Some 80 sixth form students with an interest in science and engineering attended from schools and colleges in Kent and Sussex.
The two day workshop was organised by the charity the Engineering Development Trust (EDT), which is the largest provider of STEM (science, technology, engineering and mathematics) nrichment activities for UK youth. The EDT provides opportunities for 11-21 year olds to enhance their technical, personal and employability skills through industry-led projects, industrial placements and specialized courses, enabling them to make an informed decision about their future students and career.
The workshop in EDA enabled students to engineer solutions to real industrial problems provided by companies linked to each school or college. For the workshop, EDA made its laboratories available, as well as providing support from its technicians and academic staff. The workshop also highlighted to the students the wide range of courses our School has to offer, from electronic, computer systems engineering and bioengineering to digital media technology.
This year, the schools attending the two-day workshop were: Kent College, Cranbrook School, Dane Court Grammar, Highsted Grammar, Newstead Wood School, Cleeve Park, Langley Park Girls, Dartford Grammar, Wilmington Grammar, Helenswood Academy, Hazelwick School, BHASVIC, Holy Trinity and Simon Langton Boys.
Participating companies include: Pfizer, BAE Systems, Instro Precision, Whitecode, DSTL, Balfour Beatty, Beck & Pollitzer, Pavegen, Laing O’Rourke, NNB Genco, General Dynamics, L-3, Thales and Mott Macdonald.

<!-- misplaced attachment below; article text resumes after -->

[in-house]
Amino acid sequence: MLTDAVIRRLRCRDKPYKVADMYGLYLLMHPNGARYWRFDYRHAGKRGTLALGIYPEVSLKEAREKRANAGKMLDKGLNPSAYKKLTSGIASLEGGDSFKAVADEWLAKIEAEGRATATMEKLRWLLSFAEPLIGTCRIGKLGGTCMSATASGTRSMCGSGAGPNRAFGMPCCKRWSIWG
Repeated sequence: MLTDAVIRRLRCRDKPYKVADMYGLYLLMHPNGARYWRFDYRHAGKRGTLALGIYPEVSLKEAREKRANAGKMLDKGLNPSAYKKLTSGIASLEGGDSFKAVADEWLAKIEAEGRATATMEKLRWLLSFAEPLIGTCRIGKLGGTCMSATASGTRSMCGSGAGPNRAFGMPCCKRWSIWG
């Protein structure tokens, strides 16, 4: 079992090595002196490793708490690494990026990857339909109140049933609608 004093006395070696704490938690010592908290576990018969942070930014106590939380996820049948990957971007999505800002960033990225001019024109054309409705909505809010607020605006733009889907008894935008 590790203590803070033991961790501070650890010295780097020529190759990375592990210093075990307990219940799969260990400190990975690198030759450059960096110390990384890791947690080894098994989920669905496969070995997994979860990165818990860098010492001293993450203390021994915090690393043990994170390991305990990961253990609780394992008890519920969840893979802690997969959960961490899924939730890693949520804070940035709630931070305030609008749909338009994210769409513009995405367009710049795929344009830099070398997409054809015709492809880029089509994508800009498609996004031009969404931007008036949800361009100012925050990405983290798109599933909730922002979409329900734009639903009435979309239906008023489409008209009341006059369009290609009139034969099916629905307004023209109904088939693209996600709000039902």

The projects ranged from designing a home of the future to simulating a sand storm.
Reporting on the workshop, Matt Fox, EES coordinator for Kent, said, ‘Without doubt the University workshop experience is the highlight of the six-month project for the students. There is an incredible amount of diversity in the projects they tackle and the dedicated staff at the University always manage to assist them towards a successful outcome.’
Commenting on the wider implications of the workshop and scheme, Winston Waller, Director of Enterprise, commented: ‘Apart from the practical aspect of the workshop, the two day event provides students with the opportunity to experience a sample of life at the University of Kent, view our facilities, and interact with teaching and research staff from whom they can obtain first-hand information about the diverse range of courses on offer. The workshop plays a formative role in shaping the engineers of tomorrow.’
This is the 30th anniversary of the Engineering Education Scheme, and since its inception in 1984 over 30,000 students have participated. A further 89% of students go on to read engineering or associated science/IT/technical degrees with 97% of participating engineers considering the scheme to be relevant to their company’s needs.